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Saturday, May 22, 2010

Mansaf, Sheikhs, and Camels





Here in the Badia, Loren, James, Cyrus, and I have maintained a diet of virtually nothing but flatbread and falafel since we arrived. So, when we received a phone call from Abu Ala late this afternoon inviting us over for dinner in his home, we were excited for a home cooked meal. Abu Ala is the president of the North Badia Development Cooperation Society, the NGO that oversees all of the various projects we help with. He, like everyone in this region, comes from Bedouin stock and adheres to traditional culture vehemently. You may find it strange that the invitation didn’t come until late in the afternoon, but spur-of-the-moment meetings and invitations are by far the norm in Arab culture, and it actually works quite well that way. Around 8:15, Abu Ala’s 19-year-old son came to pick us up from our apartment and drove us several miles East to the village of Zumla where the family lives. All the while, his cassette player cranked the exotic tunes of a mysteriously foreign pop sensation: Akon.

When we arrived, a group of men were sitting outside with Abu Ala, and, as is custom, they stood up to greet us with a barrage of Salaamu Aleekums, kisses, and handshakes. Knowing the proper responses to greetings and kisses is important, and it’s taking some practice to get mine right. Some of the men were dressed in traditional Thob robes and head shmocks, while others dressed in Western clothing- both are common out here and in the cities. We sat and talked for a while until all the guests had arrived. Afterwards, we removed our shoes and went inside the home to a large parlor with a cushioned bench outlining the entire room. Since we were the guests of honor, James, Cyrus, Loren, and I were ushered forward to the center of the bench. There we all conversed for another hour. It seemed that every time there was a lull in our conversation, our host would say over and over again “Ahalan Wisahalan” meaning hello and welcome. These kind people are hospitable to a fault. Sometime before dinner was served, all of the men laid out their prayer rugs and offered the evening prayer of Islam led by Abu Ala as we four Westerners observed in respectful silence.

Then came the Mansaf. Mansaf is a traditional Bedouin dish consisting of a mountain of rice, spices, and peanuts, topped with an equal dosage of boiled chicken. The chicken is boiled in a savory mixture of yoghurt and fat that is afterwards poured over the entire dish. This meal comes served on a pizza-sized saucer for all the guests to eat out of communal-style. We ate on the floor with crossed legs, and most ate with bare hands. You can only eat what is right in front of you on the plate, so pushing more food in front of the person next to you is a gesture of kindness that was extended to me several times last night. Sometimes, those around me would even break up my chicken by hand for me. I hear that feeding each other by hand is also not uncommon. I’m getting over my germ-o-phobe-ness very quickly here.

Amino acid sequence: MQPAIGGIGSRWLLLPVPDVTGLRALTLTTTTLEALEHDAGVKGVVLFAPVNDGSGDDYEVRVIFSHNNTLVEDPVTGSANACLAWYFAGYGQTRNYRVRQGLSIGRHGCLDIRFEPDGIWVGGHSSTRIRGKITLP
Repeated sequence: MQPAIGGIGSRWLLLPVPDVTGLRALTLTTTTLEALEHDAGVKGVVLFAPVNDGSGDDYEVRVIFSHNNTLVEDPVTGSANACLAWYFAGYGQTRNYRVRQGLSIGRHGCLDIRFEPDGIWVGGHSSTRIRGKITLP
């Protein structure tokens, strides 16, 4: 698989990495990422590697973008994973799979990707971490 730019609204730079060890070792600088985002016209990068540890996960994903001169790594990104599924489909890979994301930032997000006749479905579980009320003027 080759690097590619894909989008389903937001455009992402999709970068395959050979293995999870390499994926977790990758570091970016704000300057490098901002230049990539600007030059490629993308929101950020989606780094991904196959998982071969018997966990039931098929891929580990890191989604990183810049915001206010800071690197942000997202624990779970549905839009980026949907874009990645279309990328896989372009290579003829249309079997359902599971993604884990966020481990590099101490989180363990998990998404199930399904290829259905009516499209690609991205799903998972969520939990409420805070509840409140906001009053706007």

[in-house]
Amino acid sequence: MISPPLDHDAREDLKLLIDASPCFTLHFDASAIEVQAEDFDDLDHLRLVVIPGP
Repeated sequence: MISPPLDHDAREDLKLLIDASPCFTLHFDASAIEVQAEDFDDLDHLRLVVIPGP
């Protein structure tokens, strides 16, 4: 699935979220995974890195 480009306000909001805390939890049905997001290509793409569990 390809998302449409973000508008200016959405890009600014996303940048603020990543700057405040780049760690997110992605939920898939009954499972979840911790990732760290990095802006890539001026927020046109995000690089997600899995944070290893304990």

Following dinner, we sat in the parlor for another two hours making conversation about everything from US foreign policy to simpler stuff that I could more easily understand, like where I’m from and how old I am – ha! During our entire experience, I never saw a single woman; in this culture women remain behind the scenes when guests are in the home. At work, women are free to speak with men and do whatever tasks necessary. But in most other scenarios, separation is the rule. Bedouin women from the Badia do not enjoy many of the same rights that Western women do- perhaps a topic for another day.

It’s becoming clearer and clearer to me that despite the intense cultural differences that exist between Arabs and Westerners, our fundamental aspirations remain the same. Another evening of fairly intimate interaction with the Bedu has taught me that these people want decent jobs, happy families, and dependable friends like most other human beings. They either have or wish they had “hope for a better world.”

I’ve had several traditional meals in other homes including the home of Sheikh Talal. Sheikh Talal is the leader of the influential Esau tribe based in the village of Defayyana. His brother, Bader al-Madi, is a former BYU student and in-country contact for my program. The Sheikh, like many of the tribal leaders in Jordan, meets regularly with King Abdullah II to coordinate policy. The picture is of the Sheikh and I.

One of our local friends owns a camel ranch. These things are huge, way taller than a horse. One of the bulls had an injury on his leg from a leash that was rubbing, so we had to wrassle him down to the ground and fix him up. Our friend also breaks horses and raises goats. Making friendships with these people not only opens many doors for us, but it is also very rewarding of itself. “A friend is not a means you use to get somewhere; friendship is an end.”

-REB

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